The model design informed by the example of small-scale fisheries in the Gulf of California, Mexico but implements theoretical and stylized facts and can as such be used for different archetypical cases. Our methodological approach for designing the model aims to account for the complex causation, emergence and interdependencies in small-scale fisheries to explain the phenomenon of sequential overexploitation, i.e., overexploiting one resource after another. The model is intended to be used as a virtual laboratory to investigate when and how different levels of mobile fishers affect exploitation patterns of fisheries resources.

Organisms, Individuals and Organizations face the dilemma of exploration vs. exploitation
Identifying the optimal trade-off between the two is a challenge
Too much exploration (e.g. gaining new knowledge) can be detrimental to day-to-day survival and too much exploitation (applying existing knowledge) could be detrimental to long term survival esp. if conditions change over time

The purpose of the model is to investigate how the amount of resources acquired (wealth/success) is related to persistence with the strategy of local exploration under different resource distributions, availability of resources over time and cost of relocation

Cultural Group Selection of Sustainable Institutions

Timothy Waring Sandra H Goff Paul Smaldino | Published Wed Jun 10 17:38:06 2015 | Last modified Tue Aug 4 14:14:05 2015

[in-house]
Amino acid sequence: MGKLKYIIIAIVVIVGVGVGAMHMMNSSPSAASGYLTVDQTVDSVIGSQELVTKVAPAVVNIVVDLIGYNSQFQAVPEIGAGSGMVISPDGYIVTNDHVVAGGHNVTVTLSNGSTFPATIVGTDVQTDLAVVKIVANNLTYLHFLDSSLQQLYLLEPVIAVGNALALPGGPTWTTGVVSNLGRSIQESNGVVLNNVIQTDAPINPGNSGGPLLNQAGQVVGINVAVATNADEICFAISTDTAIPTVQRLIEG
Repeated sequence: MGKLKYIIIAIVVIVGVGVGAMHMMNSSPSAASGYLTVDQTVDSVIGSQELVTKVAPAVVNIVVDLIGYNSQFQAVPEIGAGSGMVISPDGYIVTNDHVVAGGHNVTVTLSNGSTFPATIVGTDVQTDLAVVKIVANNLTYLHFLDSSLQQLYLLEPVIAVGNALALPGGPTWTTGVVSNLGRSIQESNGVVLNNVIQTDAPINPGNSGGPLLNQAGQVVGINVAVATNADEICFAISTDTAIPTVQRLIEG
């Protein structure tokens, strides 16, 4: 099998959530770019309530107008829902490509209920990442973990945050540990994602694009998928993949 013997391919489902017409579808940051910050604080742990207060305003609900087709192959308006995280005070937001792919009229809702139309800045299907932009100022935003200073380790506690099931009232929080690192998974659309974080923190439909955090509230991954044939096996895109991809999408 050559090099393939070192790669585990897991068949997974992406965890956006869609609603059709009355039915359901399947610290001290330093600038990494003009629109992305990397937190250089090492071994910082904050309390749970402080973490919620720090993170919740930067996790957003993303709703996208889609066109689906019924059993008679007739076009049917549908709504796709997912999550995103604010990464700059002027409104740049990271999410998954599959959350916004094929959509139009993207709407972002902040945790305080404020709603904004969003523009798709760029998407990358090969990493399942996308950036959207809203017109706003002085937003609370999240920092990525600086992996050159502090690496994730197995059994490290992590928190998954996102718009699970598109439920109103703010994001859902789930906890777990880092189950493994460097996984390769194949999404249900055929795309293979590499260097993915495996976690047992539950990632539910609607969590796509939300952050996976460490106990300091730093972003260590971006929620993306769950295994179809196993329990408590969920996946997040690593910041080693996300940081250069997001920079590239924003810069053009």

We develop a spatial, evolutionary model of the endogenous formation and dissolution of groups using a renewable common pool resource. We use this foundation to measure the evolutionary pressures at different organizational levels.

Individual bias and organizational objectivity

Bo Xu | Published Mon Apr 15 08:22:32 2013 | Last modified Mon Apr 8 20:43:28 2019

This model introduces individual bias to the model of exploration and exploitation, simulates knowledge diffusion within organizations, aiming to investigate the effect of individual bias and other related factors on organizational objectivity.

This model uses ’satisficing’ as a model for farmers’ decision making to learn about influences of alternative decision-making models on simulation results and to exemplify a way to transform a rather theoretical concept into a feasible decision-making model for agent-based farming models.

Firm explore-exploit of knowledge

Rosanna Garcia | Published Mon Mar 28 23:17:34 2011 | Last modified Sat Apr 27 20:18:32 2013

The basic premise of the model is to simulate several ‘agents’ going through build-buy cycles: Build: Factories follow simple rules of strategy in the allocation of resources between making exploration and exploitation type products. Buy: Each of two types of Consumers, early-adopters and late adopters, follow simple purchase decision rules in deciding to purchase a product from one of two randomly chosen factories. Thus, the two working ‘agents’ of the model are ‘factories’ and […]

Peer reviewed Horse population dynamics

Nika Galic | Published Tue Nov 12 23:23:48 2013 | Last modified Wed Oct 29 17:21:57 2014

This model investigates the link between prescribed growth in body size, population dynamics and density dependence through population feedback on available resources.